About the Author:
Russell Harvard may be making his off-Broadway debut in Tribes at the Barrow Street Theatre, but this talented New York newcomer is no show-biz rookie. On film, Harvard is best known for his portrayal of the adult H.W. Plainview in There Will Be Blood and wrestler Matt Hamill in The Hammer. In Tribes, Harvard stars as Billy, a deaf twenty-something who struggles to be heard in an outspoken hearing family. When Billy learns sign language and finally finds his voice, his relationship with his self-involved parents and siblings is turned on its head. Below, Harvard writes of his experiences as a deaf actor, the limitations of American Sign Language, and his idea for a new way to communicate with (or play pranks on!) his hearing friends.
I first read Nina Raine’s Tribes several months ago and was drawn to the character of Billy for many reasons. We are vastly different people, but we have a common and familiar foundation. Billy was born deaf, and so was I—but unlike Billy, I come from a deaf family. My mother, like Billy, was born deaf and raised by a hearing family. And similarly, my mother didn’t learn American Sign Language (ASL) until the age of six, when my grandmother enrolled her in the Texas School for the Deaf (TSD). It was there that she met my father, who was born to deaf parents. They both graduated from TSD and I’m proud to say I’m the third deaf generation, as well as the third generation of TSD alumni in my family. My mother’s story is a lot like Billy’s—because of her personal history, I understand him, who he is, and who he hopes to become.
This understanding of Billy’s background allowed me to fall into character surprisingly smoothly: I became Billy in an instant on the first day of rehearsal. Those first rehearsals were slightly frustrating because I crave to absorb and understand everything that is happening in the room, but there were so many overlapping conversations that it was hard to pick everything up.
That first rehearsal experience was reminiscent of a surreal obstacle I faced in 2004 when I traveled to Amsterdam with a deaf performing troupe from Washington, D.C. We were invited to a huge deaf international party at a nightclub 40 kilometers away. Two co-workers and I decided to attend the party, while the rest decided to hit the hay—but I didn’t know what I was about to get myself into. When we entered the club, I saw that signing was the mode of communication most people were using, but I couldn’t understand what anyone was saying. There were as many as five different languages in sign happening in front of my eyes. My co-workers disappeared into the crowd and I found myself frustrated that I couldn’t understand what people were saying.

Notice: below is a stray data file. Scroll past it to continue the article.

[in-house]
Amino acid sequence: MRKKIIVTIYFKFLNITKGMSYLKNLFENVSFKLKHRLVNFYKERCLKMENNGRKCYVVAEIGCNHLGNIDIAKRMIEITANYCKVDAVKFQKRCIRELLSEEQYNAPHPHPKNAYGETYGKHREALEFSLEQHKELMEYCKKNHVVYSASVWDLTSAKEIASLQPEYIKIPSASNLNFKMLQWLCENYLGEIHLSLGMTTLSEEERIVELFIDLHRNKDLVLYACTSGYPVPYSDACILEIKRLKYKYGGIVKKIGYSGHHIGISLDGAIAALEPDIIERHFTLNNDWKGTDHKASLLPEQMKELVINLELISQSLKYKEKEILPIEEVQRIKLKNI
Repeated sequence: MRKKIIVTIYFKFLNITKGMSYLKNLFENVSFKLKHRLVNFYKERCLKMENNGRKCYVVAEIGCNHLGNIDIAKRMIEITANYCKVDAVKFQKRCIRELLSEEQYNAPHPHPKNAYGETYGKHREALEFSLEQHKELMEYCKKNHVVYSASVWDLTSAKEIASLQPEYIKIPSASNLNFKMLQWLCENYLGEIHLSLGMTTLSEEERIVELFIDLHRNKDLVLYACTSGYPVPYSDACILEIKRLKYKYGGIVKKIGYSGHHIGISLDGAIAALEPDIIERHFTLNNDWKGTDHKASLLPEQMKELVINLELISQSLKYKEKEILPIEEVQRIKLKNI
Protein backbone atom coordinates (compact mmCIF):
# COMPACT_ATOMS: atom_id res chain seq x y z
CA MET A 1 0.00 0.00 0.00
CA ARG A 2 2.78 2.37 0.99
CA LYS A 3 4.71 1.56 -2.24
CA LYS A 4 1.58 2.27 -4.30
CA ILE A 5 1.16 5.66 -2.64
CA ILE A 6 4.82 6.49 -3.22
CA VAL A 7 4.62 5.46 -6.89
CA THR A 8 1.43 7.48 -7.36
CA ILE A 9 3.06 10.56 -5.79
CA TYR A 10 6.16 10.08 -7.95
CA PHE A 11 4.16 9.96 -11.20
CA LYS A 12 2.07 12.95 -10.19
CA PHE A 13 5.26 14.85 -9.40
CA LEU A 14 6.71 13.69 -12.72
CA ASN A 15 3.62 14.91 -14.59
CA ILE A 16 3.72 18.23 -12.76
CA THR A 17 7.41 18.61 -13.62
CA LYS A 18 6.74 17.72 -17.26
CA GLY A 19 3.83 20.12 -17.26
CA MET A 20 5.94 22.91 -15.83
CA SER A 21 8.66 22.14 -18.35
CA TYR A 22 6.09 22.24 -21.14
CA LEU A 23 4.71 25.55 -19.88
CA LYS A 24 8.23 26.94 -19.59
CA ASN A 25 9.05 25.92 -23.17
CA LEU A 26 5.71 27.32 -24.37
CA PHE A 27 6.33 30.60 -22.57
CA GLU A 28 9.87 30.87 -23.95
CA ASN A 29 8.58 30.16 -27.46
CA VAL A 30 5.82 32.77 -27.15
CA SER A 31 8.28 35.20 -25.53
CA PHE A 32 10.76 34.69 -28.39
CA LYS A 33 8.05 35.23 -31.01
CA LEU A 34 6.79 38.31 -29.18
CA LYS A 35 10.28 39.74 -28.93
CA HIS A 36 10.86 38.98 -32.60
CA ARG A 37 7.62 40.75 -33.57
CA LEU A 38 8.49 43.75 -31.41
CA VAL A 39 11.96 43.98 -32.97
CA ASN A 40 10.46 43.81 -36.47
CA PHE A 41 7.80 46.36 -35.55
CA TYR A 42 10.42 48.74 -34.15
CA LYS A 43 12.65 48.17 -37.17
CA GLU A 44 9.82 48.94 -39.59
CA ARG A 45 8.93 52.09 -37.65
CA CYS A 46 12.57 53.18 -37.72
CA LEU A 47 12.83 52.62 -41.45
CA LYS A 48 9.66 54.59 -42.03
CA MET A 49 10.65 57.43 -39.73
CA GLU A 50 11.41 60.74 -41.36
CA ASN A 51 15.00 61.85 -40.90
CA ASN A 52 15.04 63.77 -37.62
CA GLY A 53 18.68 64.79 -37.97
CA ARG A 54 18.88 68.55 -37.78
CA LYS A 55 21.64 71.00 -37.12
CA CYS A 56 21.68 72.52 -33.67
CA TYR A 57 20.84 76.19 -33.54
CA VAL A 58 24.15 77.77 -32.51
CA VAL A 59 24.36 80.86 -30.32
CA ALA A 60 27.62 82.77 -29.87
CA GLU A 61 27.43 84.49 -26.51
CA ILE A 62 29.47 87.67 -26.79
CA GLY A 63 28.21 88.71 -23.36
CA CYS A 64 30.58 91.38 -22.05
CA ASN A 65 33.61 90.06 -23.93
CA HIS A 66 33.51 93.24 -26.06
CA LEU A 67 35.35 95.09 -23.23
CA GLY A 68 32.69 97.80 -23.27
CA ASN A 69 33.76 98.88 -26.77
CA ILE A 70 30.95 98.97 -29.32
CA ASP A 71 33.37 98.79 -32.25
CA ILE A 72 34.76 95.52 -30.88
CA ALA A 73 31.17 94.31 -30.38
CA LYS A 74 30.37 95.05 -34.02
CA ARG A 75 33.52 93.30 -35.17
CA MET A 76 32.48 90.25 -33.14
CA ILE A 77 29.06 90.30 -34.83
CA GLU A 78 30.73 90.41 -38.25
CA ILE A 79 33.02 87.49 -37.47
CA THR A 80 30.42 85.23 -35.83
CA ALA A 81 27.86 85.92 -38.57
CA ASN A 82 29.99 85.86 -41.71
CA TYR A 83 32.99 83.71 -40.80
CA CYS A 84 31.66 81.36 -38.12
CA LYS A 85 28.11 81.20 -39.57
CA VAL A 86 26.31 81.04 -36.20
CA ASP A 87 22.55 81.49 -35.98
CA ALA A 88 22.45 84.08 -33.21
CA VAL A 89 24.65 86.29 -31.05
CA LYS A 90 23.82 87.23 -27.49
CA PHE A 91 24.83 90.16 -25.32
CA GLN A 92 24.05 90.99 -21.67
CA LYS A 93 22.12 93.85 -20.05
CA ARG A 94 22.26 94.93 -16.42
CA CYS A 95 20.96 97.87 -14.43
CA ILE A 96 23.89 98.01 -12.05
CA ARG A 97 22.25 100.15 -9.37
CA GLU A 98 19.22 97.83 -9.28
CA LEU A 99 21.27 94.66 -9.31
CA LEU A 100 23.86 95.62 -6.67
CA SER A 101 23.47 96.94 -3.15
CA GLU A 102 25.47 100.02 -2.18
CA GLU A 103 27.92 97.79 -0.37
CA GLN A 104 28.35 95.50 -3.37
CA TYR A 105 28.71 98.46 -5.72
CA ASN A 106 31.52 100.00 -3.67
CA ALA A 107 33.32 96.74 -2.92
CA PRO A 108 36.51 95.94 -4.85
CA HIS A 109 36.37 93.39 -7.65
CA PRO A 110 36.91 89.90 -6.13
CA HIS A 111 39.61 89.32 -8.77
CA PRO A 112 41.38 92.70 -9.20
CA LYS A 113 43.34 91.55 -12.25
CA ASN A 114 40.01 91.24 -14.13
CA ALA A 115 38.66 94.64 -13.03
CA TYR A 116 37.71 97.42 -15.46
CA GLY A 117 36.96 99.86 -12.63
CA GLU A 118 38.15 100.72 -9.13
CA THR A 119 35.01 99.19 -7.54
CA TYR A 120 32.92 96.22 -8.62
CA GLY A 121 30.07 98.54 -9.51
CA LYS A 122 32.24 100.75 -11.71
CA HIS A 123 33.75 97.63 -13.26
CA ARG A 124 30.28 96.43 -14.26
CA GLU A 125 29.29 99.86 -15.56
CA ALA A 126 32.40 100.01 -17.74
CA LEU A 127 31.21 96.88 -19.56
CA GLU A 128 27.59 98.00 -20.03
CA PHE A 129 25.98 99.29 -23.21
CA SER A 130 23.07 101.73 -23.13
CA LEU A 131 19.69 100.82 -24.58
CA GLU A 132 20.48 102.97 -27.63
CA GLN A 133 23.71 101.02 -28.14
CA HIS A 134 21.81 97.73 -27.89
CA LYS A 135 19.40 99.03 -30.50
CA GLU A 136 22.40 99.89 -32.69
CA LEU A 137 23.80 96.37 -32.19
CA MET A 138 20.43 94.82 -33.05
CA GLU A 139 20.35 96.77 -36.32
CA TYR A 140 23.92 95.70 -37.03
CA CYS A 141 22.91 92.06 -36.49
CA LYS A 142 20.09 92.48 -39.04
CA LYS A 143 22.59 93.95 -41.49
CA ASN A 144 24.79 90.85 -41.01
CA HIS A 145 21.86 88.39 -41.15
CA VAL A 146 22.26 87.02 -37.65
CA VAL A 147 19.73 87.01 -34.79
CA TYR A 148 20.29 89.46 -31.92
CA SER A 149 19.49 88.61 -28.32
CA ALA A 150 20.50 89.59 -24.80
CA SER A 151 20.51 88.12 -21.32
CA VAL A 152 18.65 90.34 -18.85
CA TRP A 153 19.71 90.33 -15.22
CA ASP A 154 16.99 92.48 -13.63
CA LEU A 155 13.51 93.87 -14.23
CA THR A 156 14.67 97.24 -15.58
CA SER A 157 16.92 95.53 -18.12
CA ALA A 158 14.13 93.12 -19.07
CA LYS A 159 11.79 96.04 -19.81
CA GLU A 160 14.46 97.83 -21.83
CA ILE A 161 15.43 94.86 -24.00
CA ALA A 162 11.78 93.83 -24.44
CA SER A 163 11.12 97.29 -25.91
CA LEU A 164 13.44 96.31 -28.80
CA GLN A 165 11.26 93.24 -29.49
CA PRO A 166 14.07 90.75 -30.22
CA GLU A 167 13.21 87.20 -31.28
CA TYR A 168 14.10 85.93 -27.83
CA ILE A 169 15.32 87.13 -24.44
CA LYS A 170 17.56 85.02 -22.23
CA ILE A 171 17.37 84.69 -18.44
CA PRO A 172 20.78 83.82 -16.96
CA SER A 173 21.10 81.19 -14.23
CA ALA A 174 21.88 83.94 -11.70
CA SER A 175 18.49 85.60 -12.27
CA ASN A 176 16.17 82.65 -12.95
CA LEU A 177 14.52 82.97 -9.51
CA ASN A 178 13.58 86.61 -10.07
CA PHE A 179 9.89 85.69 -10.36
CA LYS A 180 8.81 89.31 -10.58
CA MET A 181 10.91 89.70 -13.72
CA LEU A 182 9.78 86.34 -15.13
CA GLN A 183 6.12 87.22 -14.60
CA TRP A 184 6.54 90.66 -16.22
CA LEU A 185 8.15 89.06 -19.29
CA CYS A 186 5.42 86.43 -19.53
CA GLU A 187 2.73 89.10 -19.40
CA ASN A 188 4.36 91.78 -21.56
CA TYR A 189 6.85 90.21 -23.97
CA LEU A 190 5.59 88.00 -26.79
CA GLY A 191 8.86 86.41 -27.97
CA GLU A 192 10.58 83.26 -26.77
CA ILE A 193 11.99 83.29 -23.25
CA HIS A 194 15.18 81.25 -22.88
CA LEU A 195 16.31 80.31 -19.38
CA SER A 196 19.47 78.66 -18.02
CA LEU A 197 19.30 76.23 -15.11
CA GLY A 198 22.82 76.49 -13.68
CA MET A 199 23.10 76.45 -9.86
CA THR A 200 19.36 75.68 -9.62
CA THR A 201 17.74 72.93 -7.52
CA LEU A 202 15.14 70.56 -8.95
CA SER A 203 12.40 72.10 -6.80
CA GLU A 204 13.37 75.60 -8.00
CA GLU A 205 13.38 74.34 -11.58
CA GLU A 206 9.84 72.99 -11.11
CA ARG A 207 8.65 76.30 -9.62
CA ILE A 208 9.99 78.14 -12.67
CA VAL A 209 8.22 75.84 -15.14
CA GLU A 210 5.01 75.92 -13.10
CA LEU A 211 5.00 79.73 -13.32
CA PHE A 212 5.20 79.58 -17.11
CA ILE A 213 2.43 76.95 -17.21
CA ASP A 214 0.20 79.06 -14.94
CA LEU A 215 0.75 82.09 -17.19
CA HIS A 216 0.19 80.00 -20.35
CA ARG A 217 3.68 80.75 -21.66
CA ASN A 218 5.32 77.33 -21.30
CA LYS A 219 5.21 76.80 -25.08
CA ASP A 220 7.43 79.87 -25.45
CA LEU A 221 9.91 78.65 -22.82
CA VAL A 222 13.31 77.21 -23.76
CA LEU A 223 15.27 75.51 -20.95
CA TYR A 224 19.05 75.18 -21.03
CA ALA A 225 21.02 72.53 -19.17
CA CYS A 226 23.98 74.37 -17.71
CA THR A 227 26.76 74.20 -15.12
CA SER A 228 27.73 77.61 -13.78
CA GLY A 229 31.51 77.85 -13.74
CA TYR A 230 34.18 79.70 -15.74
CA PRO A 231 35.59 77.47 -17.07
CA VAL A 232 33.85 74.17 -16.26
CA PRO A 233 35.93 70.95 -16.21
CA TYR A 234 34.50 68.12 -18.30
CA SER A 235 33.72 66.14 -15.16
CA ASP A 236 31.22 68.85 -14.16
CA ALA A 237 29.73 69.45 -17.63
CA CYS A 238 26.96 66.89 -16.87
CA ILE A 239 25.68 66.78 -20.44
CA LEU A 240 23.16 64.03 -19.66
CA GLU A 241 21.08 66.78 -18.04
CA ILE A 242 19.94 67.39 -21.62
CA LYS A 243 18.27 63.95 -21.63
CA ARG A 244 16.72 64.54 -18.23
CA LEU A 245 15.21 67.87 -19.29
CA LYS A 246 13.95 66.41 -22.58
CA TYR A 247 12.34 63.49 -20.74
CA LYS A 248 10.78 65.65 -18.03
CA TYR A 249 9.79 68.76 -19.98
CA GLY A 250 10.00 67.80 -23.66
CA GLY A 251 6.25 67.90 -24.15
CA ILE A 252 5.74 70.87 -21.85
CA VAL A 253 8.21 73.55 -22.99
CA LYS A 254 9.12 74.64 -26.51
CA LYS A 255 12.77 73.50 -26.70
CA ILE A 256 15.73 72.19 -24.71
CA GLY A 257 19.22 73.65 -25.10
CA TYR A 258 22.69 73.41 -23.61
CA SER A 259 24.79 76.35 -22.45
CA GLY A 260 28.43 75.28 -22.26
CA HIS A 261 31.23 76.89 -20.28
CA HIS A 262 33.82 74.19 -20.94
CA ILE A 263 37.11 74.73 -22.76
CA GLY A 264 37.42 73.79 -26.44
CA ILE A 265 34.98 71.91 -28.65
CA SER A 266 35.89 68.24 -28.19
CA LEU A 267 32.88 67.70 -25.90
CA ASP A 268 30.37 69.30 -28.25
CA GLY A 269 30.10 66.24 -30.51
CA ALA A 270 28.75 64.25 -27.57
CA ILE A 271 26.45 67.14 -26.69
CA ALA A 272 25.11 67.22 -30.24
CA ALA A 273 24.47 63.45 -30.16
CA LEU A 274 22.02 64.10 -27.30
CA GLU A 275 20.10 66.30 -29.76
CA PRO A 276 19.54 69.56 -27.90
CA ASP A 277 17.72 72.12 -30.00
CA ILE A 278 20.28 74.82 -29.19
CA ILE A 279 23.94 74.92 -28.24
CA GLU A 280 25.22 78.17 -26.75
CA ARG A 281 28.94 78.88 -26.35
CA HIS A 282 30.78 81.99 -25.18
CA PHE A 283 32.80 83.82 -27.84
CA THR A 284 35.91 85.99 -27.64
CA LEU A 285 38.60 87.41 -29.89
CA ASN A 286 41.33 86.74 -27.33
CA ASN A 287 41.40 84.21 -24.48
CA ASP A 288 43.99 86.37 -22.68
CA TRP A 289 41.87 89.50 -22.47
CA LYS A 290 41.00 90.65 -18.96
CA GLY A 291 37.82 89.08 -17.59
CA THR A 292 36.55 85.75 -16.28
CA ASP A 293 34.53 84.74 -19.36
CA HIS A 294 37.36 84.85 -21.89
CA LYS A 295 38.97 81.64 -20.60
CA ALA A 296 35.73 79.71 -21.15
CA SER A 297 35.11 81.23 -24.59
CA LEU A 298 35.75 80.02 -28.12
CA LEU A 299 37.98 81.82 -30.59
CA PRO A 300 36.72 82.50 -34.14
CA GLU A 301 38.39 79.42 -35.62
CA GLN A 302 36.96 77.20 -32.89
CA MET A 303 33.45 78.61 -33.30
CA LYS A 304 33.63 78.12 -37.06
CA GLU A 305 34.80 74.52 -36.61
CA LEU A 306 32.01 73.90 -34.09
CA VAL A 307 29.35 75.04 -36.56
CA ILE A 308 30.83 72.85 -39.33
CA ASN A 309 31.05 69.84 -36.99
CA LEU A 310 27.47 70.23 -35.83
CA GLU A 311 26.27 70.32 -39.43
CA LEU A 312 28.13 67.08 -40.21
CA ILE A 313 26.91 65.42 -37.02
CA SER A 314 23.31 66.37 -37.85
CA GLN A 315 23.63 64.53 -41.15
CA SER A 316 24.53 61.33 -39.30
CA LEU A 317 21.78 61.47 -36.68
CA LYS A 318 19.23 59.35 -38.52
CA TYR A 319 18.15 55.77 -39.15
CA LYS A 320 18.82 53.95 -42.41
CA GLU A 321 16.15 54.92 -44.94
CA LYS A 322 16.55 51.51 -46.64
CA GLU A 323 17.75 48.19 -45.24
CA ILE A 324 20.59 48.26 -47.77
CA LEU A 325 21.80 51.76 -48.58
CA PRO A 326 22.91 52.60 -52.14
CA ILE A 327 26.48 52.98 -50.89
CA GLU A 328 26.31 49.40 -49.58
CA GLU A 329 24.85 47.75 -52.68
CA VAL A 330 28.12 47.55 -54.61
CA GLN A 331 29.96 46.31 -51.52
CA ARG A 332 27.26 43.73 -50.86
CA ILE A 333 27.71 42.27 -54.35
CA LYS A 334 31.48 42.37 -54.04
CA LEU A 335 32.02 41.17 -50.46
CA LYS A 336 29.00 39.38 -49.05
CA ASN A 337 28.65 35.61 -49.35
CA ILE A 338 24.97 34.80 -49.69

Luckily, I ran into a friend from Gallaudet University, and he translated for me. Later that night, he told me that to communicate more efficiently I should learn International Signs. When I returned to school the following semester, I registered for a Visual Gesture Communication course. The class opened my eyes to the fact that communication is possible through gesture and that a specific language isn’t necessary. Go figure!
The skills I acquired in the visual gesture course have helped me navigate situations in which communication was an obstacle, which came into play throughout the rehearsal process for Tribes. Now, it would be far out if my Android phone had an app that could translate English speaking to English text! That would revolutionize my life. I’d like to eavesdrop on a conversation in the subway or listen in on my fellow cast members in the dressing room next to mine.
Everyone at the Barrow Street Theatre has made me feel very welcome, and life in NYC is rad! My co-stars and stage crew members are learning ASL, and it brings me a great deal of joy to see them simply trying to sign (speak) my language. I am grateful to the writer, director and producers for giving me an opportunity to show my work in this unforgettable production.